In the High Atlas Mountains of Morocco, far from the hustle and noise of urban centers, lies a village made of mud and rock, barely discernible from the surrounding landscape. Yet a closer look reveals a carefully planned community of homes nestled above the trees, where rock slides are least frequent, and steep terraces of barley fields situated just above spring flood level. The Berber-speaking Muslims who live and farm on these precipitous mountainsides work together at the arduous task of irrigating the fields during the dry season, continuing a long tradition of managing land, labor, and other essential resources collectively. In Moroccan Households in the World Economy, David Crawford provides a detailed study of the rhythms of highland Berber life, from the daily routines of making a living in such a demanding environment to the relationships between individuals, the community, and the national economy.
Demonstrating a remarkably complete understanding of every household and person in the village, Crawford traces the intricacies of cooperation between households over time. Employing a calculus known as "arranging the bones," villagers attempt to balance inequality over the long term by accounting for fluctuations in the needs and capacities of each person, household, and family at different stages in its history. Tradition dictates that children "owe" labor to their parents and grandparents as long as they live, and fathers decide when and where the children in their household work. Some may be asked to work for distant religious lodges or urban relatives they haven't met because of a promise made by long-dead ancestors. Others must migrate to cities to work as wage laborers and send their earnings home to support their rural households.
While men and women leave their community to work, Morocco and the wider world come to the village in the form of administrators, development agents, and those representing commercial interests, all with their own agendas and senses of time. Integrating a classic village-level study that nevertheless engages with the realities of contemporary migration, Crawford succinctly summarizes common perceptions and misperceptions about the community while providing a salient critique of the global expansion of capital.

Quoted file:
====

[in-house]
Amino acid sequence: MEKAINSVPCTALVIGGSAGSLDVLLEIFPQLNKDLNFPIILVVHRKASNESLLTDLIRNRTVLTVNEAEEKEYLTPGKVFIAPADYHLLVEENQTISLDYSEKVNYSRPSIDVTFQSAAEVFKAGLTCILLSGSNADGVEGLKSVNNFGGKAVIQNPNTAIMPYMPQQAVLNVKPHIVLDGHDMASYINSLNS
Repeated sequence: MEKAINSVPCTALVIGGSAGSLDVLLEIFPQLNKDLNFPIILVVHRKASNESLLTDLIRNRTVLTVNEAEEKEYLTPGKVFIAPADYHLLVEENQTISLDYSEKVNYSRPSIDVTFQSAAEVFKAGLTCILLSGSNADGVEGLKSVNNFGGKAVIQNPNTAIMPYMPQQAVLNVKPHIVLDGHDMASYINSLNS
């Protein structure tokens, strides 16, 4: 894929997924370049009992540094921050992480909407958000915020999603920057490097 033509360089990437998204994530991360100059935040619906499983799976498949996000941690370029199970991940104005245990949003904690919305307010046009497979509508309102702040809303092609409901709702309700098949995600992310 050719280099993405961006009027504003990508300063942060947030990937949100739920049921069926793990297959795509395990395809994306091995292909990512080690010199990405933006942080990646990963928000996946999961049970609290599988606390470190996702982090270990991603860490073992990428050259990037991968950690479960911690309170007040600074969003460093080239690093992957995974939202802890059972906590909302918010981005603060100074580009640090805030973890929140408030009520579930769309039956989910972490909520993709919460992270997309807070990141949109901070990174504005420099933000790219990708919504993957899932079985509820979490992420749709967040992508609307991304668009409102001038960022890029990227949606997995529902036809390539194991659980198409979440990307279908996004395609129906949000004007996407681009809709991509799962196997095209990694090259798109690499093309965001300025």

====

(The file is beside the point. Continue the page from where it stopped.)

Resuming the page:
In this beautifully observed ethnography, Crawford challenges assumptions about how Western economic processes transfer to other contexts and pulls the reader into an exotic world of smoke-filled kitchens, dirt-floored rooms, and communal rooftop meals -- a world every bit as fascinating as it is instructive.
Les informations fournies dans la section « Synopsis » peuvent faire référence à une autre édition de ce titre.
David Crawford is an associate professor in the Department of Sociology and Anthropology at Fairfield University in Fairfield, Connecticut.
Les informations fournies dans la section « A propos du livre » peuvent faire référence à une autre édition de ce titre.
Description du livre LSU Press. État : BRAND NEW. BRAND NEW Softcover A Brand New Quality Book from a Full-Time Veteran Owned Bookshop in business since 1992!. N° de réf. du libraire 2616966
Description du livre LSU Press, 2008. Paperback. État : New. book. N° de réf. du libraire M0807133728
Description du livre LSU Press, 2008. Paperback. État : New. N° de réf. du libraire INGM9780807133729
Description du livre Louisiana State University Press, 2008. Paperback. État : New. N° de réf. du libraire DADAX0807133728
Description du livre LSU Press, 2008. Paperback. État : New. Never used!. N° de réf. du libraire P110807133728
Description du livre Louisiana State Univ Pr, 2008. Paperback. État : Brand New. 1st edition. 232 pages. 8.90x6.00x0.70 inches. In Stock. N° de réf. du libraire 0807133728
Description du livre LSU Press. PAPERBACK. État : New. 0807133728 New Condition. N° de réf. du libraire NEW7.0388778